That was the worst of it but it was everywhere. It coated the ground on the hill separating my house from the neighbor to the west. It was twining up through everything I had planted along the east fence. The only place it hadn’t taken hold was in the hard clay and deep shade of the front yard.

The first time I went out I hacked and bagged three large paper bags of the stuff. That took hours and I had only partially cleared the back fence along  the alley. That whole summer I worked at it. I was almost ready to declare victory as winter set in and everything, including the noxious vine, went dormant.

Ha! Within days of the first warm sunny spring day the wall of packed green covered in limp white flowers was back. This time I filled a dozen huge paper bags, crushing the stuff down until the bags were almost too heavy to move. For weeks I ruthlessly yanked out every bit of the stuff that dared poke out of the dirt.

Then, after months of planning, the shed was removed [to be recycled as an artist’s Tiki-style studio]. Finally I had unrestricted access to that corner of the yard. I took out a spade and began digging. Six inches down was a mat of the familiar white root. Nine inches down there was still more. Finally, at about fifteen inches I found the inch-round brown mother root. I dug it out in all directions until I found soil and rock free of the root.

With permission I went into the properties on each side of mine and pulled the vine out there as well. For the entire summer and into the fall my garden time was given over to morning glory eradication. This spring a few stray bits were coming up along the east bed. I pulled those. After that I did daily inspections. Sometime around June I cut back to once a week and was actually able to get back to garden tasks such as planting and mulching.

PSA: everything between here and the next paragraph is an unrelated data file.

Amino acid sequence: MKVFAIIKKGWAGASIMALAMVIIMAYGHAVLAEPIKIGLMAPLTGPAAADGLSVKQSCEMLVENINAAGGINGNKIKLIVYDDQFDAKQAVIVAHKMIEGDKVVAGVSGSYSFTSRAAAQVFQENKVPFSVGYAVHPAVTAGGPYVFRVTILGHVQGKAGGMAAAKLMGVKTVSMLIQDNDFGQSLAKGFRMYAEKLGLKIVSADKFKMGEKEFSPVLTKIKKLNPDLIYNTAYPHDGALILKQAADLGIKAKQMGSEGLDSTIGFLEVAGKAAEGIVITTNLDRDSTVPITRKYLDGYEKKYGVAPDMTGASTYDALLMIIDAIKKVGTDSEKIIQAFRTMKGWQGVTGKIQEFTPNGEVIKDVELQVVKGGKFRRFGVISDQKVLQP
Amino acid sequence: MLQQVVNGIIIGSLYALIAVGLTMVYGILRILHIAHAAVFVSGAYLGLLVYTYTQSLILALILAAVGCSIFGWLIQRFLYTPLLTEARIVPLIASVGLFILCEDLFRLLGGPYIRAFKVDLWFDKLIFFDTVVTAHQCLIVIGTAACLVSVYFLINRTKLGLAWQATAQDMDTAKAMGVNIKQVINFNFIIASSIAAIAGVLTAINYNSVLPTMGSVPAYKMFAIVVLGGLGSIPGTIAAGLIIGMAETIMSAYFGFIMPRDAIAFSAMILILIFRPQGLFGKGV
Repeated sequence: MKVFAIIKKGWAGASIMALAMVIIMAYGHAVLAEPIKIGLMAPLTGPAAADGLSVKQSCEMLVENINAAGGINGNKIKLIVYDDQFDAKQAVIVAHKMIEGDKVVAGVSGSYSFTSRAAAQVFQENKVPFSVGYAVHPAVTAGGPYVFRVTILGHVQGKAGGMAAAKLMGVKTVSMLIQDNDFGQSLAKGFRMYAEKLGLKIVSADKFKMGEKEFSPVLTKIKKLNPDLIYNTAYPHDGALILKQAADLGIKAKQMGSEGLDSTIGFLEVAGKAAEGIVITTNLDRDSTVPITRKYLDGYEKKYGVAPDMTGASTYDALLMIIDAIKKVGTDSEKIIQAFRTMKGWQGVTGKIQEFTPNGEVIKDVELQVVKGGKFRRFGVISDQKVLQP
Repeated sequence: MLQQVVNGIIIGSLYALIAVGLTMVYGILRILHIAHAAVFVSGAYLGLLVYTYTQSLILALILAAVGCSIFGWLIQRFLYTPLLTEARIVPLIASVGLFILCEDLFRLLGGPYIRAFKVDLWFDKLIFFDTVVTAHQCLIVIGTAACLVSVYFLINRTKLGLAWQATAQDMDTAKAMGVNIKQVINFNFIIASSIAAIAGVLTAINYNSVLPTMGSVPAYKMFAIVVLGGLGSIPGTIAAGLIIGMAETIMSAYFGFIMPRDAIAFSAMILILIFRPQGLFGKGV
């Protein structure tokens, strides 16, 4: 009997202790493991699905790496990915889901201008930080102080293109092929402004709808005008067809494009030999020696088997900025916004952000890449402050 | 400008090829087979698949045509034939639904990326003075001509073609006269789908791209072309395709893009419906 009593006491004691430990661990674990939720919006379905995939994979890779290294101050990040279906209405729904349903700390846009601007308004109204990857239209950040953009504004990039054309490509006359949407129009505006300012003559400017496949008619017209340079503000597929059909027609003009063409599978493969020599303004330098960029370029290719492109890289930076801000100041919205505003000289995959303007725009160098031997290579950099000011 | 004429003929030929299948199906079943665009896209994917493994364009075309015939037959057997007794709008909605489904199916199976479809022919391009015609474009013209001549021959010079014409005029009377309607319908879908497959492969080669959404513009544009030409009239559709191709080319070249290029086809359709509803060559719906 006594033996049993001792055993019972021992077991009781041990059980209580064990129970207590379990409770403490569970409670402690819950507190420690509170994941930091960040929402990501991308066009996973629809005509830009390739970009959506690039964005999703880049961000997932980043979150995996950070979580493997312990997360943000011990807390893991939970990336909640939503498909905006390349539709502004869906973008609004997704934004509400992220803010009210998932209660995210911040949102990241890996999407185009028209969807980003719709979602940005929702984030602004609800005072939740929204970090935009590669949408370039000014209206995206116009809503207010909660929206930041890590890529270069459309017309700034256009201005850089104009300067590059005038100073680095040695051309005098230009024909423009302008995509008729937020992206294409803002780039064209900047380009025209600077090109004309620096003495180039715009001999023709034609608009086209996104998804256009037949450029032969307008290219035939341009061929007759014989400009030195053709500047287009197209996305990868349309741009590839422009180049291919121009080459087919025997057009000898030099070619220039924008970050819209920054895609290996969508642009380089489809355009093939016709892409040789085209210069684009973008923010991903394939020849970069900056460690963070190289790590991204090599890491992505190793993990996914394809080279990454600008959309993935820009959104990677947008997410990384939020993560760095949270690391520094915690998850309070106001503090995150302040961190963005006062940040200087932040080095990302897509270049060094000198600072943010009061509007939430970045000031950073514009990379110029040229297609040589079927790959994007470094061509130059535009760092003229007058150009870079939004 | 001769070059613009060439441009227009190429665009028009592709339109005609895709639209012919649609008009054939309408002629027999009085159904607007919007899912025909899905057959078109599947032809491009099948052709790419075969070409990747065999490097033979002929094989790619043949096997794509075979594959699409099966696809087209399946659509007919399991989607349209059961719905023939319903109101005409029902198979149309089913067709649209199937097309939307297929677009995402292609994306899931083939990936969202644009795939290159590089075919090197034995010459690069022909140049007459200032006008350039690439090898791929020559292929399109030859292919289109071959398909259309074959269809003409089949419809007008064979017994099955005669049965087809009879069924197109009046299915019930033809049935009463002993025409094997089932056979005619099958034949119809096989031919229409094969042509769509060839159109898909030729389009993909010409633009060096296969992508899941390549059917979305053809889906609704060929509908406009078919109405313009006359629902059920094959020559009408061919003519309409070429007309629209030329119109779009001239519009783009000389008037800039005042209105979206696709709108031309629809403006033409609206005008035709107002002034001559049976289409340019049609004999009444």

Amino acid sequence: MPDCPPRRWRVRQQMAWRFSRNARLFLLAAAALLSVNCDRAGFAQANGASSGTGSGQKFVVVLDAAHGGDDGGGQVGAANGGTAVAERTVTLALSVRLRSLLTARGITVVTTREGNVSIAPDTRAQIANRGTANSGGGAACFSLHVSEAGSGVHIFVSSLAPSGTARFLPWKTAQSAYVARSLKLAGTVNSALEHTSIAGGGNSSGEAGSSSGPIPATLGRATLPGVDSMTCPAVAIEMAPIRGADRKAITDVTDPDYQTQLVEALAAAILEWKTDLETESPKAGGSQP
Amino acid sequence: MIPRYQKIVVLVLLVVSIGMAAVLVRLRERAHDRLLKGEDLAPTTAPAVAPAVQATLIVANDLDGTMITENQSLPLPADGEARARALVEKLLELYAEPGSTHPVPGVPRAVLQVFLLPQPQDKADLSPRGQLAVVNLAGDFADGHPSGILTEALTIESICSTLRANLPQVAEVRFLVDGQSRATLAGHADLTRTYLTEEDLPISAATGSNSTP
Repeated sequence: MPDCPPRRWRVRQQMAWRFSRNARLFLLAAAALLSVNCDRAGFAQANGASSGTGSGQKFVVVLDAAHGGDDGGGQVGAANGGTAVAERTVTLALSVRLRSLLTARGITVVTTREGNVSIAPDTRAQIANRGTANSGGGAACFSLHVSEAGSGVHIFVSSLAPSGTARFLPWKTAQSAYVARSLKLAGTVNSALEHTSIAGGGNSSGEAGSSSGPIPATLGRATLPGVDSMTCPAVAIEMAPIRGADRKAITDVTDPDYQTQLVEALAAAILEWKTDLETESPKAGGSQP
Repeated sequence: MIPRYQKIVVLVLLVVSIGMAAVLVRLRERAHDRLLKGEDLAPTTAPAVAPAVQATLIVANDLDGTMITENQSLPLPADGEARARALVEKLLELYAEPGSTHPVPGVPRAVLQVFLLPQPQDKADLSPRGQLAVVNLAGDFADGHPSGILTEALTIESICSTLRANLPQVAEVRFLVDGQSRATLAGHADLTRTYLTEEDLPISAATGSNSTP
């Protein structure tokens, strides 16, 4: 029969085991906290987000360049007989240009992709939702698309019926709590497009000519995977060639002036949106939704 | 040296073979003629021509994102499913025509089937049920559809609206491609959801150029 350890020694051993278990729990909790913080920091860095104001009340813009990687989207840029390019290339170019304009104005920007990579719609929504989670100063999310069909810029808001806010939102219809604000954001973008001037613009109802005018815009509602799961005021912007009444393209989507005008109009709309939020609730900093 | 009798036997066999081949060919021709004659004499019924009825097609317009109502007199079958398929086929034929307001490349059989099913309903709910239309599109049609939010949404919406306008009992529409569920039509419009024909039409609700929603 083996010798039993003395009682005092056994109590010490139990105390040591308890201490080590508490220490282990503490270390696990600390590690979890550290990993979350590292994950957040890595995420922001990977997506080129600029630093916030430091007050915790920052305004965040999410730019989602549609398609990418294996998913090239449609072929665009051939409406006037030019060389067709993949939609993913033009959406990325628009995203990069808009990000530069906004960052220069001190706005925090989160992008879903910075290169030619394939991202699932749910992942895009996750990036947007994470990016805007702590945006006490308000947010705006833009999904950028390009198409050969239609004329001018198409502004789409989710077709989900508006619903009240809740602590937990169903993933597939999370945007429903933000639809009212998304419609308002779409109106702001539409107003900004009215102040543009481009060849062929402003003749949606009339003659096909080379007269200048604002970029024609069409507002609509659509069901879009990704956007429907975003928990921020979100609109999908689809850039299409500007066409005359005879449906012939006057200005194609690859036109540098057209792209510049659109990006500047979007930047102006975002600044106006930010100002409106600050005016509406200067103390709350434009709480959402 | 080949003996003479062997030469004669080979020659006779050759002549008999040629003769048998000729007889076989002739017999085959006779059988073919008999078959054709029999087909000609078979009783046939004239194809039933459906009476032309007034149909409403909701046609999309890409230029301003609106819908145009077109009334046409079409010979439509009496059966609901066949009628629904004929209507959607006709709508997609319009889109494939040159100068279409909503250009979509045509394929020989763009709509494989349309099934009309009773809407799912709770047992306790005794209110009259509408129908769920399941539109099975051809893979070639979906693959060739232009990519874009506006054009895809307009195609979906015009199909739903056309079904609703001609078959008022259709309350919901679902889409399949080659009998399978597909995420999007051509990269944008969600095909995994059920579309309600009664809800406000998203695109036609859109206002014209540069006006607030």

Today I realized that I haven’t actually spent any time looking for morning glory in over a month. I went out and took a turn around the yard. I peeked behind vines and crawled under shrubs. I lifted the lower branches of perennials and even moved pots to make sure nothing was hiding beneath. I found not one of those elongated heart-shaped leaves.

After a year and a half I am declaring the war on morning glory won. I confess to feeling a little smug when I walk the neighborhood and see garages or shrubs covered with the stuff. But I won’t ever again assume that any garden project is sure to be simple or quick.

New book and Author event

July 24, 2009

Since I posted my own crow story I thought I would put a quick note in about a new book by a Seattle author that sounds really interesting. It is called “Crow Planet” and is by Lyanda Lynn Haupt. Here is a Seattle Times story about the book:

http://seattletimes.nwsource.com/html/books/2009527387_br24crow.html

Ms. Haupt will be doing events at Elliott Bay books and Third Place Books.

Berries for You and Berries for Me

July 21, 2009

One place online equates folk wisdom with “orally transmitted knowledge”*. Hearing the phrase usually makes me think of a wizened elder imparting lessons to a young person, usually in a pastoral setting.

A few years ago I picked up some folk wisdom from a woman working in her yard on Capital Hill. She wasn’t the least wizened and no one will ever mistake Capital Hill, as lovely as parts of it can be, with the country. She was weeding and clipping near the sidewalk. I was walking by with Midnight who stopped in the middle of the sidewalk and did her patented Labrador stare.  It took less than a minute for the woman to notice. She threw off her gloves and exclaimed, “I have to pet your dog!”

The woman’s enthusiasm short circuited all my training concerning the polite way for dogs to greet people. The woman was met with an enthusiastic head butt to the thigh. She responded by squatting, digging her fingers into the thick coat at the dogs neck and running those fingers backwards and forwards. Midnight went into an ecstatic wiggle. When she was done the woman had handfuls of fur. I started to apologize and was ready to explain that I really did brush the dog on a regular basis.

She smiled and held up the balls of black fur like trophies and said, “to protect the berries.” She went on to explain that dog fur mixed in around her strawberry plants kept the birds and squirrels out of the fruit. I was just glad that some of that fur wasn’t going to end up in my vacuum.